Executives at Nero saw this as a diplomatic solution to the problem—until they saw the new outline, which was considerably more politically provocative than the original play. Brecht, they found, had not only tried to impose various “cinematic” ideas on the stage play but had also rethought much of the plot. Macheath was now a criminal mastermind with 120 armed brigands at his command, the London slums were undergoing a massive cosmetic makeover in preparation for the impending coronation of the new queen, and Peachum was motivated to attack Macheath as much by threats to his own financial interests as by fury at the sudden seduction of his daughter. The most crucial change was a completely new ending. Where the original play had Macheath saved from the gallows by a royal pardon (which at the same time elevated him to the nobility), the new outline climaxed with the unholy alliance of Macheath, the disgraced chief of police, and Peachum as “respectable” directors of a bank. This new sting in the tail was designed to hit the bourgeois audience where it hurt most—in their wallets—by suggesting that their hard-earned money was supporting crooks and charlatans.
Matters were further complicated by the fact that Nero had by then sold the rights on to Tobis-Klangfilm (which had a virtual monopoly in Europe on sound recording and reproduction technology) and the German subsidiary of Warner Brothers, to recoup its huge outlay. Nero had only ever wanted to film a version of the stage hit, and that was undoubtedly what they had pitched to Tobis-Klangfilm and Warner Brothers. Faced with the new outline, the company tried to buy Brecht off, asking him to give up his right to creative control in exchange for his full agreed fee. Brecht refused, and he and Weill took the matter to court as soon as they heard that the film was in production. Pabst began shooting in the E.F.A.-Atelier studio in Berlin on September 19, working from a new script cowritten by Lania, Ladislaus Vajda, and the Hungarian Marxist Béla Balázs. The budget was set at RM 800,000, nearly three times the cost of a typical German production that year, and shooting went on until November 15. Pabst’s obvious aim was to give the movie audience an improved and intensified version of what the theater audience had so much enjoyed. When Balázs was criticized by Brecht’s friends for working on the screenplay, he retorted that he’d done so precisely to preserve as much as possible of the original play’s left-wing radicalism.
Brecht’s and Weill’s lawsuits were heard over four days (October 17–20), and judgment was handed down on November 4. Brecht lost, the court ruling that he had himself broken his contract with Nero by substantially revising the original play. Weill won, his contractual right to control the film’s music validated, and Nero was forced to delete some additional music it had planned to add.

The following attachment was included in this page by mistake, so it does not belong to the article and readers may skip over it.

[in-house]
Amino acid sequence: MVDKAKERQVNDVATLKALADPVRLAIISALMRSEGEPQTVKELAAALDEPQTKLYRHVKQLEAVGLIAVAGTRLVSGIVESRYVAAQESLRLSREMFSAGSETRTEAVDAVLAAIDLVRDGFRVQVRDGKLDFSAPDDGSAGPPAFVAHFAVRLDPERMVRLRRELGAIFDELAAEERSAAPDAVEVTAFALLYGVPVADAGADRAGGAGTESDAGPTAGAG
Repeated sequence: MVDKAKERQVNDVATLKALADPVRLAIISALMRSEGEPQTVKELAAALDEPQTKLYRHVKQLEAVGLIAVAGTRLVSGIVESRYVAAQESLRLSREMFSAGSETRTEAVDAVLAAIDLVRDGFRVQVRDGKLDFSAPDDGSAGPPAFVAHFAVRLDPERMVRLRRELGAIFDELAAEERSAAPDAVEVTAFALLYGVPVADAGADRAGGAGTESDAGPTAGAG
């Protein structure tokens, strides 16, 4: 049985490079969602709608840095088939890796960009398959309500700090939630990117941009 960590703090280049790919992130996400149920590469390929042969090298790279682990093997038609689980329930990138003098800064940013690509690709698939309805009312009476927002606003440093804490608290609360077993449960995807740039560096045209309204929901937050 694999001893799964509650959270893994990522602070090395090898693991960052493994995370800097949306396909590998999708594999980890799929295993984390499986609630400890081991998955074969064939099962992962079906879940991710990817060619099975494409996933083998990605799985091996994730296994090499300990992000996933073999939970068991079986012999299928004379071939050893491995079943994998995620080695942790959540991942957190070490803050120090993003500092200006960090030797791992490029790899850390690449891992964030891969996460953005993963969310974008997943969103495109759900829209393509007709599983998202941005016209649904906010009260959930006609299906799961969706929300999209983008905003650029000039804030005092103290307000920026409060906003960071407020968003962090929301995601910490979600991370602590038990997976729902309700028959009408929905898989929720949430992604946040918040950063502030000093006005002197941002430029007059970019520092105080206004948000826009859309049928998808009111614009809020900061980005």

Brecht threatened to appeal the court ruling but reached an out-of-court settlement with Nero on December 19. He went on to publish a lengthy essay titled “The Threepenny Lawsuit,” in which he claimed that he had undertaken the whole legal process as a “social experiment” to demonstrate the worthlessness of a creator’s rights in a capitalist society—an ironic position for a writer known for wholesale plagiarism. (His revised outline was eventually published in 1960, four years after his death; its original title, Die Beule, translates literally as “The Boil,” but it has been translated into English as The Bruise to reflect a key motif that he added to the play.) The German version of the film premiered at the Atrium Cinema in Berlin on February 19, 1931. To the surprise of some, it turned out that Pabst and his writers had incorporated many of the new ideas from the revised outline, including much of the completely new ending, but nobody seems sure whether Brecht himself ever saw the film. Two and a half years later, on August 10, 1933, the newly elected Nazi Party banned the film.
Ladies and gentlemen, you have heard the long and tortuous history of the project. But what of the actual film?
The first thing to say is that, like many early European talkies, it was shot in different languages. The Warner Brothers involvement was supposed to generate an English-language version alongside the German and French, but this plan was abandoned in the melee of lawsuits and payoffs. Pabst did make English-language versions of his subsequent spectacles The Mistress of Atlantis (1932) and Don Quixote (1933), and then made A Modern Hero for Warner Brothers in California in 1934. L’opéra de quat’sous, the French version of The Threepenny Opera, is a little shorter than the German version, partly because of some censorship trims but mostly because it’s played faster by the French cast, who encourage Pabst to make some of the narrative elisions faster too; the only significant visual difference is that the French version opens with a shot of dolls—representing the main characters—revolving on the barrel organ that accompanies “Moritat,” an image with no equivalent in the German version.